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The water wheel at Turton Tower – original photo from the internet edited by me
Thirty years after the wheel was sited at Turton Tower the Turton Local History Society came to the rescue a second time, deciding to have it restored again and moved to an entirely new location where it would be more easily seen. A £700 grant from the West Pennine Moor Community Initiative enabled the large amount of rust to be scraped off and weatherproof paint was applied by the Lancashire Wildlife Environmental Task Force team.
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In 2011 the wheel was moved to its current site, the relocation paid for as part of a British Trust for Conservation Volunteers grant which was also used to improve the footpaths and toilets at Turton Tower. The move was expensive, costing around £13,000, and it was done at 6 o’clock in the morning to minimise any disruption to traffic. Today the wheel stands by the side of the road on the approach to Edgworth village, a proud memorial to the rural area’s industrial past, though to be honest it looks like parts of it are now needing a bit more attention.
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Close to where Black Rock Works once stood is the packhorse bridge built in 1691 to provide access across Bradshaw Brook to the corn mill. Previous to the bridge being built the only way to cross the brook was by a ford across a reasonably shallow section but there would have been many days when it would be impossible for a horse to cross safely while carrying the weight of a rider and sacks of corn so building a bridge was a necessity. The Turton Manor Court records for 1740 gave the name of the bridge as New Mill Bridge as it had been built specifically for the new corn mill.
Sometime between 1798 and 1808 a new road and bridge were built about 200 yards higher up the brook with the bridge being given the name Higher New Mill Bridge. The packhorse bridge was still used however as it was deemed to be important and by 1844 it was going by the name of Pack Saddle Bridge. The Manor Court records for that year stated that ”the Pack Saddle Bridge, repairable by the County, is in a ruinous and dangerous state and direct proceedings are to be commenced against the parties liable to repair the same.”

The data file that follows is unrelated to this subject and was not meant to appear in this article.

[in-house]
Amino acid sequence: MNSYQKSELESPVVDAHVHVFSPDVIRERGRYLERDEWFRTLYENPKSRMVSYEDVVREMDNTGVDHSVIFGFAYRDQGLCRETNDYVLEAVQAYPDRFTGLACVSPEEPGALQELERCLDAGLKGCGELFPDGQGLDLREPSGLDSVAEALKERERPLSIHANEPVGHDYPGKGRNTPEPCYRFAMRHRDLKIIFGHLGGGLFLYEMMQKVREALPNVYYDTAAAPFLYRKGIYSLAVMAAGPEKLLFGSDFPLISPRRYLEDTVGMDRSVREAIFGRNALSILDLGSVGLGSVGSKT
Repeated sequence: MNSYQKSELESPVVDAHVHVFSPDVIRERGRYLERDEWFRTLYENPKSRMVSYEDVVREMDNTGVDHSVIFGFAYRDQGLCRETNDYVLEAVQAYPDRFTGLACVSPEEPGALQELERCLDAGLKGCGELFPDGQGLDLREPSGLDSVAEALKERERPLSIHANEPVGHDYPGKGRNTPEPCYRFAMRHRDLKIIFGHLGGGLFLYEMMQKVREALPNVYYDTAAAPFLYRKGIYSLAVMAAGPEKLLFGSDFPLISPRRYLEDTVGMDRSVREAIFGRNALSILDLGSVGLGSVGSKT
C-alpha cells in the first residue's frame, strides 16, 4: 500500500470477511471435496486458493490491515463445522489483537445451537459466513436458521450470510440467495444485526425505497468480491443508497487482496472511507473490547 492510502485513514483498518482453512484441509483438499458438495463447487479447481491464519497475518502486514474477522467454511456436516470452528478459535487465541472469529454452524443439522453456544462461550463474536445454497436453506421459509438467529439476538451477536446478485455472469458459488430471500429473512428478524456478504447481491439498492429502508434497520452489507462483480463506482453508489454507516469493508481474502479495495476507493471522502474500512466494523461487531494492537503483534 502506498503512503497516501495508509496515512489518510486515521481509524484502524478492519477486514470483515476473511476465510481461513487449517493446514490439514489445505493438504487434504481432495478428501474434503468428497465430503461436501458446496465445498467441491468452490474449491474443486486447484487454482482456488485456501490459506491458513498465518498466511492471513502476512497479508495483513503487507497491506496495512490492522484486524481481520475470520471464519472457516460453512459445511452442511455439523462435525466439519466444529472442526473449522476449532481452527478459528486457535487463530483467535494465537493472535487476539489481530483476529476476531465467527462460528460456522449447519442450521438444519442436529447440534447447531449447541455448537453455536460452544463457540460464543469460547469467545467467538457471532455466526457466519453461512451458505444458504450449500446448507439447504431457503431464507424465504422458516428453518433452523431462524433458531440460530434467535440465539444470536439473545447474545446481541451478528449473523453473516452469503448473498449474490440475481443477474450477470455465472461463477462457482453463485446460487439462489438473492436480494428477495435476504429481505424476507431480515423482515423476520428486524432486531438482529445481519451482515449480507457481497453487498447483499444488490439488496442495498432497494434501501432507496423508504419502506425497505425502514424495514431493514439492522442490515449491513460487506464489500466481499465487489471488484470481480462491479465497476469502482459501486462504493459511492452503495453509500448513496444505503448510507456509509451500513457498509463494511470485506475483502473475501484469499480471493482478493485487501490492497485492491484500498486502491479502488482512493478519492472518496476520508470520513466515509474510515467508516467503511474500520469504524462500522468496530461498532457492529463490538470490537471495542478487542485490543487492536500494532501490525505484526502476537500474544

The bridge was consequently restored by the local Council and over the years may very well have been repaired more than once, including the addition of metal railings to stop anyone falling over the low parapet into the brook below. In September 1984 it became Grade ll listed and in August 2016 the most recent repairs were carried out at a cost of £15,000.
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At the far side of the bridge is Black Rock Community Orchard, and while it might be named after the old bleach and dyeworks it’s a fairly recent addition to the area. The land in question had been earmarked for a housing development but a successful campaign by local people brought it into public ownership for the benefit of the community. In 2008, the British Trust for Conservation Volunteers worked with local children to plant a variety of more than 40 fruit trees covering a range of cooking and eating apples, plums, greengages and damsons, all of which grow well in North West England. Paths and seating areas were installed by BTCV with grant funding from the Sita Trust and the orchard is maintained by the local Parish Council.